A Little Bit of Theory
If I am not for myself, who is for me? If I am for myself alone, who am I?
We make meaning from the inside out and also from the outside in.
From the inside out, we make meaning from our desires, our impulses, our preferences, and, above all, our feelings. As these are all our own, indeed they are part of us, the meaning we make is inevitably self-centered. Making meaning is a matter of understanding how something articulates with our lives.
From the outside in, the meaning we make is based on the general beliefs, the presumptions and common understandings, ultimately the language, that characterizes our culture. Far from being centered around us, these do not refer to us at all, or at least no more than they refer to anyone else; they have no center. But this is necessary because we live in a world with others with whom we need to work and with whom we need to communicate. Within limits, words must mean the same for all of us if they are to mean anything for any of us.
One should not make too much of the categorical difference between these. In practice, they are dependent on one another. The concepts and terms we use to define our individuality come from outside. On the other hand, we choose the elements of the external world that we interact with on the basis of our interests and desires. Nonetheless, there is, at any given time, a distinction to be made between the two.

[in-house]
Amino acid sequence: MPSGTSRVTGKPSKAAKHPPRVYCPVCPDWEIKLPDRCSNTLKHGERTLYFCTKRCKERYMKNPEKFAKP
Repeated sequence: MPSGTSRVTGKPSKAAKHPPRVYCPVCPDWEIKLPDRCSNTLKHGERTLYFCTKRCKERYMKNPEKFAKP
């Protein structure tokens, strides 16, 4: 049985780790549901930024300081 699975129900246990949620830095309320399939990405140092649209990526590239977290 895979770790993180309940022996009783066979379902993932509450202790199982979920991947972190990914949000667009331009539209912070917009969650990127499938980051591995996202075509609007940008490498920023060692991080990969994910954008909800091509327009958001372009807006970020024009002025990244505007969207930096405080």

But while we need both of them, it is equally clear that there is going to be a tension between them. In order to be meaningful to us, everything we do must make sense to us in terms of our own desires; it must preserve, or at least offer the promise of regaining, our sense of uniqueness and self-importance. At the same time, it must take place in a world structured by a common frame of reference that does not recognize our uniqueness or our quintessential self-importance. Even to contemplate doing anything in the world is to make use of the common frame of reference.
But in acknowledging that there must be a tension, we may also see that this is a fertile tension. It has given rise to everything that humans have ever done.
And so, while we need to make meaning from the inside out and the outside in, we must also learn to work within the tension between them. But how do we do it?